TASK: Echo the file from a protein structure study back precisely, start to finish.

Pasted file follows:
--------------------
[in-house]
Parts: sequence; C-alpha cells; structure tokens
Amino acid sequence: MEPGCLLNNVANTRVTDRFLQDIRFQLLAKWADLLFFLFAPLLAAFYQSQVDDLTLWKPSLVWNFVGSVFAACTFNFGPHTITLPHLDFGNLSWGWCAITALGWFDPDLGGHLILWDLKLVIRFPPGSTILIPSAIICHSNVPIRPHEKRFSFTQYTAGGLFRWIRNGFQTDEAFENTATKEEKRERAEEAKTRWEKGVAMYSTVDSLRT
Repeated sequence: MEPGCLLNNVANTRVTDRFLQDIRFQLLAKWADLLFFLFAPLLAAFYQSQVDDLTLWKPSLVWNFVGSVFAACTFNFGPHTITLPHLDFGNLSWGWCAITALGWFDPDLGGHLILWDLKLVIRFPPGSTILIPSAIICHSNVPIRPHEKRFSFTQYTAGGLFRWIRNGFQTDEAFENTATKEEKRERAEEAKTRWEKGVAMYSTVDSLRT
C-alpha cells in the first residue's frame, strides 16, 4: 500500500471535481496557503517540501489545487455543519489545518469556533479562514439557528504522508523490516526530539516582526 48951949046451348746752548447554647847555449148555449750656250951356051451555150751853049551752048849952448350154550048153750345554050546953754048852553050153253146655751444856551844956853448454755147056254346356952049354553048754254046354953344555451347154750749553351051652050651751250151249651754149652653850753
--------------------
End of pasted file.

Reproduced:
[in-house]
Parts: sequence; C-alpha cells; structure tokens
Amino acid sequence: MEPGCLLNNVANTRVTDRFLQDIRFQLLAKWADLLFFLFAPLLAAFYQSQVDDLTLWKPSLVWNFVGSVFAACTFNFGPHTITLPHLDFGNLSWGWCAITALGWFDPDLGGHLILWDLKLVIRFPPGSTILIPSAIICHSNVPIRPHEKRFSFTQYTAGGLFRWIRNGFQTDEAFENTATKEEKRERAEEAKTRWEKGVAMYSTVDSLRT
Repeated sequence: MEPGCLLNNVANTRVTDRFLQDIRFQLLAKWADLLFFLFAPLLAAFYQSQVDDLTLWKPSLVWNFVGSVFAACTFNFGPHTITLPHLDFGNLSWGWCAITALGWFDPDLGGHLILWDLKLVIRFPPGSTILIPSAIICHSNVPIRPHEKRFSFTQYTAGGLFRWIRNGFQTDEAFENTATKEEKRERAEEAKTRWEKGVAMYSTVDSLRT
C-alpha cells in the first residue's frame, strides 16, 4: 500500500471535481496557503517540501489545487455543519489545518469556533479562514439557528504522508523490516526530539516582526 48951949046451348746752548447554647847555449148555449750656250951356051451555150751853049551752048849952448350154550048153750345554050546953754048852553050153253146655751444856551844956853448454755147056254346356952049354553048754254046354953344555451347154750749553351051652050651751250151249651754149652653850753